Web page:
So I am sitting in my home this morning minding my own business, reading the Dallas Morning News, and I get clotheslined by a small note in the GuideLive section. There it is at the top of page 5G…
Birthdays….Barbara Eden, 72.
Are you kidding me? Jeannie is 72? How old do I feel today! I was twelve when I Dream of Jeannie appeared in stunning black and white on our Sylvania TV. I don’t like to brag but our television featured the “halo light” innovation. The halo light was a fluorescent light which surrounded the picture tube in order to provide, well, I have no idea why it was there but we had one and no one else on our block did! A little research time did reveal the answer to the mystery of the halo light. The website tvlamps.net gave me my answer.
TV lamps originated from a perceived need to diffuse the contrast between the brightness of the television screen and the comparative darkness of the surrounding environment. Concerns of permanent eye damage were taken quite seriously, and industry stepped up to tackle this modern problem. The solution would come in the form of ambient (surrounding) light, heralded as the savior of eyes everywhere. And so it went, as the 1950s saw the advent of the Sylvania Halo Light television. This nifty bit of ingenuity consisted of a fluorescent bulb that cast a “halo” of light around the screen, surrounding the picture with ambient light. Sounding somehow familiar, this technology was called “Surround Lighting”. The Halo Light ads, usually featuring a lovely lass in a golden dress, made it clear that this new discovery was a must-have: “You’ll see the difference instantly! Pictures framed in exciting HALOLIGHT appear larger, sharper and clearer!”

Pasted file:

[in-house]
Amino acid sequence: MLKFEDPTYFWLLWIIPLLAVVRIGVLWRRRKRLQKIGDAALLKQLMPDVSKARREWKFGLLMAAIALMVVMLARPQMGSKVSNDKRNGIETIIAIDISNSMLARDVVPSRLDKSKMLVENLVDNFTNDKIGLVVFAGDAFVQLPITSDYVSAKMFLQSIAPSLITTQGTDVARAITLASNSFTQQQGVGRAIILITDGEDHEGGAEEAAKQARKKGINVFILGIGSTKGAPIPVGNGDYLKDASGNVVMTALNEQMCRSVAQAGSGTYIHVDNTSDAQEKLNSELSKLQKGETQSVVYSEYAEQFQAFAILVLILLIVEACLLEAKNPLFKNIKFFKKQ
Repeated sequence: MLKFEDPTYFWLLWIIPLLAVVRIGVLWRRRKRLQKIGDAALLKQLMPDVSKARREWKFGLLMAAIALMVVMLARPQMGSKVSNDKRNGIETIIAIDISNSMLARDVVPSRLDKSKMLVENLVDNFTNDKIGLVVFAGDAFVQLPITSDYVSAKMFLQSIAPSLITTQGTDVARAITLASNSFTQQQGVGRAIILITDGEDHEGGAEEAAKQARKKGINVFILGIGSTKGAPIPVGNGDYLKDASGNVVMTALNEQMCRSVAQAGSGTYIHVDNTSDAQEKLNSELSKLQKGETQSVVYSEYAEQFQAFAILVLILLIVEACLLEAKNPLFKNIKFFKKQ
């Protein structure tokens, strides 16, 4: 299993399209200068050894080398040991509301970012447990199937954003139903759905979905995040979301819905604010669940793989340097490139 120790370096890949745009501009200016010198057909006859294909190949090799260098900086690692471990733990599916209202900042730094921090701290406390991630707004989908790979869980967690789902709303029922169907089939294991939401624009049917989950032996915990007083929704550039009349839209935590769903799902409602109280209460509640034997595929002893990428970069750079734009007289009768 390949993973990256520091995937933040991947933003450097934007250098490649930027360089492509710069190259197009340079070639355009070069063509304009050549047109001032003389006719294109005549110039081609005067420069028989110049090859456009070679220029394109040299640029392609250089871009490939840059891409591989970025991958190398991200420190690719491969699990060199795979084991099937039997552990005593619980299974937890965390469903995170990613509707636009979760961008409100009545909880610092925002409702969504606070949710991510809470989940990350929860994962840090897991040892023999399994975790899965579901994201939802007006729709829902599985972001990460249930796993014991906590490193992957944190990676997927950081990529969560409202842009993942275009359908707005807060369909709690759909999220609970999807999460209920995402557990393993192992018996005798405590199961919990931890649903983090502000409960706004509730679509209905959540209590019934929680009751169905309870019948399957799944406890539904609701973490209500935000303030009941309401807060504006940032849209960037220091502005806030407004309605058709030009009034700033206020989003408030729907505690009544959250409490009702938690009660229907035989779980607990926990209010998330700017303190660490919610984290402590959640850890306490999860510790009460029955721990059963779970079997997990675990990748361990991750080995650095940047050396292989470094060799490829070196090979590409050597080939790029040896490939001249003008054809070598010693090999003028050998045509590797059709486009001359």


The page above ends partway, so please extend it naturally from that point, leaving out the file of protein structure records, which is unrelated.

So the Halolight was the TV version of parental obsession with eyesight in the 60’s. That was why Ralphie couldn’t have a Red Ryder BB Gun in A Christmas Story. The dreaded parental trump card of “you’ll put your eye out” haunted the hero of that Christmas classic. I am not sure that the Halolight delivered on its’ promises to save our vision but I do remember sitting in the mysterious aura of its’ fluorescent glow watching Barbara Eden as Jeannie. The show debuted in 1965 with astronaut Tony Nelson’s (played by Larry Hagman) one man space capsule landing on a deserted island. There he finds the genie bottle (which was actually a 1964 Jim Beam whiskey decanter) and out comes Jeannie after being imprisoned in that whiskey bottle for years (sounds like a country song). The madcap hijinks (officially endorsed entertainment descriptive words) continued for five seasons.
Courtesy of www.photobucket.com
I felt nostalgic and very, very old when I read that Barbara Eden is 72. I felt even older when one website described her as a “retrobabe”. This is the woman that I had an adolescent crush for in 1965. I also remember that the show was controversial in the mid-60’s because of Jeannie’s costume. The original costume showed a glimpse of her navel and that caused an uproar among parents. Apparently it was okay for a single woman to wear a harem suit and live with a single man but it wasn’t okay to show her navel. Ahhh yes…the confused mores of the sixties. But the thing I remember other than the harem costume was Jeannie’s subservient devotion to Major Nelson. She called him “master” and lived to do his every bidding. I used to dream…wouldn’t it be great to have a relationship like that?